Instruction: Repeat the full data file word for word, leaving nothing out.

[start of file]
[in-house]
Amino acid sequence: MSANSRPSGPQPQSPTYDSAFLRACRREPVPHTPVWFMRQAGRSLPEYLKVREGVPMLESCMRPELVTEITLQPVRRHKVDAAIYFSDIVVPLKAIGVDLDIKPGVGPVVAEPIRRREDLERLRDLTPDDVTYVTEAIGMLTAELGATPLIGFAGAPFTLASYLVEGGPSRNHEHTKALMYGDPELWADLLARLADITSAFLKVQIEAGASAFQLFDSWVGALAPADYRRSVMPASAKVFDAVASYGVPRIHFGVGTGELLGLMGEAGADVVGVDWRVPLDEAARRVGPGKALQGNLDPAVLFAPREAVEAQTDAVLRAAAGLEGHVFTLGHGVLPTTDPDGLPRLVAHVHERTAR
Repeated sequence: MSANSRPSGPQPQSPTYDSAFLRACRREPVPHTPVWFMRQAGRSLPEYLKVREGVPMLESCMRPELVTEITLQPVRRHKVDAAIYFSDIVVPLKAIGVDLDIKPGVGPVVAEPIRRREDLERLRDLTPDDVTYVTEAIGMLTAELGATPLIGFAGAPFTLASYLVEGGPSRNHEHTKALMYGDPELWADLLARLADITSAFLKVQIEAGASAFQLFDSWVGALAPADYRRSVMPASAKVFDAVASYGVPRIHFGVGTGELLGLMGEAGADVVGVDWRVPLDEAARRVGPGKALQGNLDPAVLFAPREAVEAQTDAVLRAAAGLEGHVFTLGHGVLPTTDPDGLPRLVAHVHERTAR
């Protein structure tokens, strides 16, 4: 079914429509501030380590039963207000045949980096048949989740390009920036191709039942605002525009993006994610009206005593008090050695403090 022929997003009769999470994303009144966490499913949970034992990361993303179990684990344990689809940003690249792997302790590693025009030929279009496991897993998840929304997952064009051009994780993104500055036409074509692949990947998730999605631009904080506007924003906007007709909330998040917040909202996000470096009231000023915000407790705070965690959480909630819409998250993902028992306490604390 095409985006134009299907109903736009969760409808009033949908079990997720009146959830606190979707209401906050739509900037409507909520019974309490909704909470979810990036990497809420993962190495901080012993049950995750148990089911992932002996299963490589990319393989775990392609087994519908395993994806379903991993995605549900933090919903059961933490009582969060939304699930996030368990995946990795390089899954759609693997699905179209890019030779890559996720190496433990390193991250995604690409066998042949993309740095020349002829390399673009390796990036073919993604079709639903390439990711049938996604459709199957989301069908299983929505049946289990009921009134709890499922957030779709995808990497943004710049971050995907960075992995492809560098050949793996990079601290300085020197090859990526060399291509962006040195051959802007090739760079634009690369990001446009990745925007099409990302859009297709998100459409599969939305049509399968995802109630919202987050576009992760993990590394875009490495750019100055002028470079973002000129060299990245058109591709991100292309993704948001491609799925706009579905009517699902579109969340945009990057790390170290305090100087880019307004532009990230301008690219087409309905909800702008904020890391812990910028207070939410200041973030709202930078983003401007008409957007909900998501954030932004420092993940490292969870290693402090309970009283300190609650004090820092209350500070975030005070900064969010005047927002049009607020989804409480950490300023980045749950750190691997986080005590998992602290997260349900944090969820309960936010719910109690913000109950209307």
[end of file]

[in-house]
Amino acid sequence: MSANSRPSGPQPQSPTYDSAFLRACRREPVPHTPVWFMRQAGRSLPEYLKVREGVPMLESCMRPELVTEITLQPVRRHKVDAAIYFSDIVVPLKAIGVDLDIKPGVGPVVAEPIRRREDLERLRDLTPDDVTYVTEAIGMLTAELGATPLIGFAGAPFTLASYLVEGGPSRNHEHTKALMYGDPELWADLLARLADITSAFLKVQIEAGASAFQLFDSWVGALAPADYRRSVMPASAKVFDAVASYGVPRIHFGVGTGELLGLMGEAGADVVGVDWRVPLDEAARRVGPGKALQGNLDPAVLFAPREAVEAQTDAVLRAAAGLEGHVFTLGHGVLPTTDPDGLPRLVAHVHERTAR
Repeated sequence: MSANSRPSGPQPQSPTYDSAFLRACRREPVPHTPVWFMRQAGRSLPEYLKVREGVPMLESCMRPELVTEITLQPVRRHKVDAAIYFSDIVVPLKAIGVDLDIKPGVGPVVAEPIRRREDLERLRDLTPDDVTYVTEAIGMLTAELGATPLIGFAGAPFTLASYLVEGGPSRNHEHTKALMYGDPELWADLLARLADITSAFLKVQIEAGASAFQLFDSWVGALAPADYRRSVMPASAKVFDAVASYGVPRIHFGVGTGELLGLMGEAGADVVGVDWRVPLDEAARRVGPGKALQGNLDPAVLFAPREAVEAQTDAVLRAAAGLEGHVFTLGHGVLPTTDPDGLPRLVAHVHERTAR
């Protein structure tokens, strides 16, 4: 079914429509501030380590039963207000045949980096048949989740390009920036191709039942605002525009993006994610009206005593008090050695403090 022929997003009769999470994303009144966490499913949970034992990361993303179990684990344990689809940003690249792997302790590693025009030929279009496991897993998840929304997952064009051009994780993104500055036409074509692949990947998730999605631009904080506007924003906007007709909330998040917040909202996000470096009231000023915000407790705070965690959480909630819409998250993902028992306490604390 095409985006134009299907109903736009969760409808009033949908079990997720009146959830606190979707209401906050739509900037409507909520019974309490909704909470979810990036990497809420993962190495901080012993049950995750148990089911992932002996299963490589990319393989775990392609087994519908395993994806379903991993995605549900933090919903059961933490009582969060939304699930996030368990995946990795390089899954759609693997699905179209890019030779890559996720190496433990390193991250995604690409066998042949993309740095020349002829390399673009390796990036073919993604079709639903390439990711049938996604459709199957989301069908299983929505049946289990009921009134709890499922957030779709995808990497943004710049971050995907960075992995492809560098050949793996990079601290300085020197090859990526060399291509962006040195051959802007090739760079634009690369990001446009990745925007099409990302859009297709998100459409599969939305049509399968995802109630919202987050576009992760993990590394875009490495750019100055002028470079973002000129060299990245058109591709991100292309993704948001491609799925706009579905009517699902579109969340945009990057790390170290305090100087880019307004532009990230301008690219087409309905909800702008904020890391812990910028207070939410200041973030709202930078983003401007008409957007909900998501954030932004420092993940490292969870290693402090309970009283300190609650004090820092209350500070975030005070900064969010005047927002049009607020989804409480950490300023980045749950750190691997986080005590998992602290997260349900944090969820309960936010719910109690913000109950209307």